Every day the news seems to get worse for the Affordable Care Act, also known as Obamacare.

First there was the botched rollout of the website that allowed only six people nationwide to sign up for the program on the first day it went online. National media outlets reported that nationwide, fewer than 50,000 people were able to sign up in the month of October, when enrollment began. Months into the launch, enrollment numbers here in Maine and across the country remain dismal.

Then came the broken promises. When President Barack Obama was on the campaign trail making stump speeches for the ACA, he said repeatedly, “If you like your health care plan, you can keep it.” Since the Obamacare rollout, however, millions of Americans have received notifications from their insurance companies that their coverage is being dropped.

Many of these people are being sent to the ACA exchanges, where they’re discovering that they will have to pay much higher premiums than they were paying before for services that are mandated by the law but that they don’t necessarily want or need.

What’s worse, there’s growing evidence that the Obama administration has known for years that many Americans would not, in fact, be allowed to keep their health care plans.

The rollout of the Affordable Care Act has been an unmitigated disaster, and those who need health insurance the most, including many in Maine, are paying the price for it.

It is unfathomable to me how the administration could not have foreseen the many flaws with the system and decided to forge on ahead, despite all the red flags that were raised before the launch.

If any good can come of this debacle, I hope it will be the state of Maine taking a good hard look at how the federal government wants to get involved with expanding Medicaid here. The same federal government that is behind the Obamacare disaster is promising great things: for three years, it will pay 100 percent of the cost of government-paid health care to 70,000 able-bodied Mainers. After that, the federal reimbursement rate begins to drop. Maine’s Department of Health and Human Services estimates Maine’s share of the expansion will be $150 million for every two-year budget beginning in 2020.

And that’s a best-case scenario. Given what we’re seeing with Obamacare and the failed promise of “If you like your health care plan, you can keep it,” how confident should we be that the feds will keep their word about reimbursing us?

There are other reasons why I oppose expansion. Chief among them is the fact that Maine is among the highest in the nation in terms of the percentage of its population on Medicaid.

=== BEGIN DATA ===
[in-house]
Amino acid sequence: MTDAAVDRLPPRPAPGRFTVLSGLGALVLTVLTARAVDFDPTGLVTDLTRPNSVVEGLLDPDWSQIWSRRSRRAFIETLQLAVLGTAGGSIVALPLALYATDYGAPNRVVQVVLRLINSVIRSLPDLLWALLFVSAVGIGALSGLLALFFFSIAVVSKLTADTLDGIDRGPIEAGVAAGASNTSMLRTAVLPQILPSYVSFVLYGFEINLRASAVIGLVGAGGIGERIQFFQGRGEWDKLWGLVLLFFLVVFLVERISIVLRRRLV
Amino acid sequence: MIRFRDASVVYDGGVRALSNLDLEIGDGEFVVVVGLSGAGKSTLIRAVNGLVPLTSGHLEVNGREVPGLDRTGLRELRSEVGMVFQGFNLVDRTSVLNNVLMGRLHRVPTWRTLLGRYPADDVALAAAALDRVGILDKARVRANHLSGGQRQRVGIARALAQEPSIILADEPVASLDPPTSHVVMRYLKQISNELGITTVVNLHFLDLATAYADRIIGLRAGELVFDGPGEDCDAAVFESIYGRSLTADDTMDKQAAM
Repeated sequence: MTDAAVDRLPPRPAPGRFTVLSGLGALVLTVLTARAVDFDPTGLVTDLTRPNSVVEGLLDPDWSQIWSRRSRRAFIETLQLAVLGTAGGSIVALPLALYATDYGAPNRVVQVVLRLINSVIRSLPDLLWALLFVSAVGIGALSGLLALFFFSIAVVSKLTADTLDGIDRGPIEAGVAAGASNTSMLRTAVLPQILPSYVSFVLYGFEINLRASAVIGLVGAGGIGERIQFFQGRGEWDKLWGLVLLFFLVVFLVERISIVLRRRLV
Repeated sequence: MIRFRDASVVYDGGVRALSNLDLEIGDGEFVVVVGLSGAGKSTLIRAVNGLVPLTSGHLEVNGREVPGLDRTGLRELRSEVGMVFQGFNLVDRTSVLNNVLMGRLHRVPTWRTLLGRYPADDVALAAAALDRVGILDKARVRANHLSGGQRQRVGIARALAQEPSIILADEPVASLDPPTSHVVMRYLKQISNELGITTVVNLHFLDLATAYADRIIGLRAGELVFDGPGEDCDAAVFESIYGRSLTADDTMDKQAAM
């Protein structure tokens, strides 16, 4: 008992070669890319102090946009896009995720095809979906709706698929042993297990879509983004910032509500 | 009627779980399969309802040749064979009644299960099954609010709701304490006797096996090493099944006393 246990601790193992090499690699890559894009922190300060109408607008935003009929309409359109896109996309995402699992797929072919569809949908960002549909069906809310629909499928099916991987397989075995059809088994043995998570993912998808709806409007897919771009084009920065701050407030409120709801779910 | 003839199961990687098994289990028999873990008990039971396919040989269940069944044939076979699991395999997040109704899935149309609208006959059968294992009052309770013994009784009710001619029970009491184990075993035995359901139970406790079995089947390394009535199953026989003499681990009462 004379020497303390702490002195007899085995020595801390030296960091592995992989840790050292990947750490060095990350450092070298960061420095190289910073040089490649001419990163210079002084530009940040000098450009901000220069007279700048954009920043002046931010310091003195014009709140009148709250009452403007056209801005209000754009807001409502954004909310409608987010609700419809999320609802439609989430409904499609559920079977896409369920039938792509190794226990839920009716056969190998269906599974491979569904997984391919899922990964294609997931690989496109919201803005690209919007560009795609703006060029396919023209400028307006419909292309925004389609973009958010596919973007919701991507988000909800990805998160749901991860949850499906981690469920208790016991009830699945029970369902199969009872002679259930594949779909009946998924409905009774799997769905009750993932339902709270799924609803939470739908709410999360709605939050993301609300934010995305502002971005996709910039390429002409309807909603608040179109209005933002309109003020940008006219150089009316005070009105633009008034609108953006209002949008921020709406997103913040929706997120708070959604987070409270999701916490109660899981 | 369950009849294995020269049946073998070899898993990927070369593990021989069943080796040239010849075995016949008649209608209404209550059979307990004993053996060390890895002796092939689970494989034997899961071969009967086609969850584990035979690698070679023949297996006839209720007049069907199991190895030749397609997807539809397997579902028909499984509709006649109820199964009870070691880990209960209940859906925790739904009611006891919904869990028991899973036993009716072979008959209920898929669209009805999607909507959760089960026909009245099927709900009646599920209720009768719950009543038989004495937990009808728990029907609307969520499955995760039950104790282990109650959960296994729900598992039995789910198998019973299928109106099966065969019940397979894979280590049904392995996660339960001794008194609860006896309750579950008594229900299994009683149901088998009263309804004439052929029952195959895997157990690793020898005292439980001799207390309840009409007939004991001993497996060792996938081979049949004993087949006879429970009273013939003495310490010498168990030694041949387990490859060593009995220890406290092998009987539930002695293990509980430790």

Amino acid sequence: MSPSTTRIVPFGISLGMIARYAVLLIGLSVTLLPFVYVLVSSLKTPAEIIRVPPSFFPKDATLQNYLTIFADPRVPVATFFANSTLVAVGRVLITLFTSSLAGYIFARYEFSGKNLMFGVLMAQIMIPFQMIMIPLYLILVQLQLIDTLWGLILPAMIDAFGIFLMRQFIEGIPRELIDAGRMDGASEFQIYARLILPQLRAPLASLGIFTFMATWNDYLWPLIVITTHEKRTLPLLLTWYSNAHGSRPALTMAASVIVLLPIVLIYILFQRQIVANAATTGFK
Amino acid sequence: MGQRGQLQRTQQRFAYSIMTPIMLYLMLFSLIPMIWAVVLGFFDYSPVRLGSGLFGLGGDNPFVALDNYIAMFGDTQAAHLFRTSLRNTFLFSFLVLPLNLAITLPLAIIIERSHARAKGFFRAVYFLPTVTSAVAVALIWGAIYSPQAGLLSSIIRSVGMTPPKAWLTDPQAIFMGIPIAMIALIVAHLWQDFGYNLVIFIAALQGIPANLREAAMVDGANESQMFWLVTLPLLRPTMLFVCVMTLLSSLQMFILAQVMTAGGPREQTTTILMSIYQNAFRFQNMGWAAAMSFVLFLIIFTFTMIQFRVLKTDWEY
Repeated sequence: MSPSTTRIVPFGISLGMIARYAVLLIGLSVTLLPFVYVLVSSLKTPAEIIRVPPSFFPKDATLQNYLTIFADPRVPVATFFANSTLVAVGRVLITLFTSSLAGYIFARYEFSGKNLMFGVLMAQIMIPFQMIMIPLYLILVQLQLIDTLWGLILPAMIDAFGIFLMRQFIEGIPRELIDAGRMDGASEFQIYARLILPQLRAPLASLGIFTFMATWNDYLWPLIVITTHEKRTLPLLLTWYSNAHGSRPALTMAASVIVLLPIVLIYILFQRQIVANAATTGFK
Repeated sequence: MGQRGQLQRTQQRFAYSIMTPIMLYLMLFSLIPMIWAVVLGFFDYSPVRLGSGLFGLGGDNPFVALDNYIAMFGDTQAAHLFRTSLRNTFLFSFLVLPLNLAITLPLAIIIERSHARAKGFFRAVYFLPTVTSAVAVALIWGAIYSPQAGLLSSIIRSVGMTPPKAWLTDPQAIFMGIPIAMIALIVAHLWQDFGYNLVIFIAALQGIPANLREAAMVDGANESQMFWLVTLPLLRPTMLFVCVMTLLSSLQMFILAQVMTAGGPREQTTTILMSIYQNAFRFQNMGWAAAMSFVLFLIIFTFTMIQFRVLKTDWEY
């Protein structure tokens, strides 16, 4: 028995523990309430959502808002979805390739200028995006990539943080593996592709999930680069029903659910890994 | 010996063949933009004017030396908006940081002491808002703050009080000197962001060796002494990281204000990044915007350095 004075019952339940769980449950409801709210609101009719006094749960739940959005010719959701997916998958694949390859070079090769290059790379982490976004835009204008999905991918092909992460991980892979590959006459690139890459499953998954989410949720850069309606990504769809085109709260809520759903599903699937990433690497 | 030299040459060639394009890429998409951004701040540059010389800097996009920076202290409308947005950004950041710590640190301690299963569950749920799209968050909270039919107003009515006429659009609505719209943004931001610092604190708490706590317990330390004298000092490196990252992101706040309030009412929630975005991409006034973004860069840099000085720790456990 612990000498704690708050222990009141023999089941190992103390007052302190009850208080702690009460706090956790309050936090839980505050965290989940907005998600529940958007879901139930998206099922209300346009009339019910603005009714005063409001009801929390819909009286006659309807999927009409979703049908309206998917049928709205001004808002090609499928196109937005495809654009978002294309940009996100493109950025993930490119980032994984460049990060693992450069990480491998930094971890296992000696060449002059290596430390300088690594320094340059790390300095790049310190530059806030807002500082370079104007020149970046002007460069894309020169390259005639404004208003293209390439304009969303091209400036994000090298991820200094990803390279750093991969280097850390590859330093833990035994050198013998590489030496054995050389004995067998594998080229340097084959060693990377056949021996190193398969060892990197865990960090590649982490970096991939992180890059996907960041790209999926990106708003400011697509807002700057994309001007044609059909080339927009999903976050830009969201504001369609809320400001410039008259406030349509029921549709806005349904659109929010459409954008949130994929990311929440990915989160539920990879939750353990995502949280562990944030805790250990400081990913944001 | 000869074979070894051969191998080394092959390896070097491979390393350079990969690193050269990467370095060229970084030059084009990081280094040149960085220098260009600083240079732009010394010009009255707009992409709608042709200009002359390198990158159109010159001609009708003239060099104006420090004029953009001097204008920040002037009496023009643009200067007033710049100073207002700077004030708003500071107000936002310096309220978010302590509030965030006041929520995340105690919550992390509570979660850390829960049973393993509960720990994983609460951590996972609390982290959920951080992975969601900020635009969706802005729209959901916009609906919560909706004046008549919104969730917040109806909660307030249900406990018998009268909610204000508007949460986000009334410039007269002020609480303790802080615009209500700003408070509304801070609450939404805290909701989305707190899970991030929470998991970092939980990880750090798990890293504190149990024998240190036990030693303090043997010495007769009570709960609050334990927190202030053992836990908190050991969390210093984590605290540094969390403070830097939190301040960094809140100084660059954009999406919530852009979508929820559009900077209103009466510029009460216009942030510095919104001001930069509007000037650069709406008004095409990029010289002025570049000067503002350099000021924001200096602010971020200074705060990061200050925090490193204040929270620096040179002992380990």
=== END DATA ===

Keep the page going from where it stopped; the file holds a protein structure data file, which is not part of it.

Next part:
Keep in mind that this is a welfare program in which recipients contribute nothing for health insurance. A large segment of our population needs this care, such as those with disabilities and chronic health issues, and we should provide it for them. But expanding this program beyond our ability to pay for it has hurt us in the past by running up our Medicaid hospital debt and leaving us with state budget gaps.

We are now contemplating running up that debt again with the help of the folks in Washington who brought us Obamacare.

The problem with Obamacare is that it approached health care with a machete, when what was needed was a scalpel.

The Obamacare disaster stands in stark contrast to the successful health insurance overhaul we passed by the Republican-controlled Maine Legislature in 2011. This was a measured, market-based approach that has resulted in dropping premiums throughout the state and more young people signing up for coverage, which was one of the main goals of Obamacare that has gone unachieved.

Under the Maine law, Mainers with pre-existing conditions are able to buy health insurance at the same rates as everyone else through a successful reinsurance pool.

The Maine approach to insurance reform is working, and the latest figures on decreasing premiums from the Bureau of Insurance bear that out. They will be the last quarterly numbers we will see that are unaffected by Obamacare.

Unfortunately, the ACA thus far has given us little hope about the federal government’s ability to successfully reform insurance like we have done here in Maine.

Sen. Rod Whittemore, R-Skowhegan, represents District 26 in the Maine Senate. He serves on the Legislature’s Insurance and Financial Services Committee.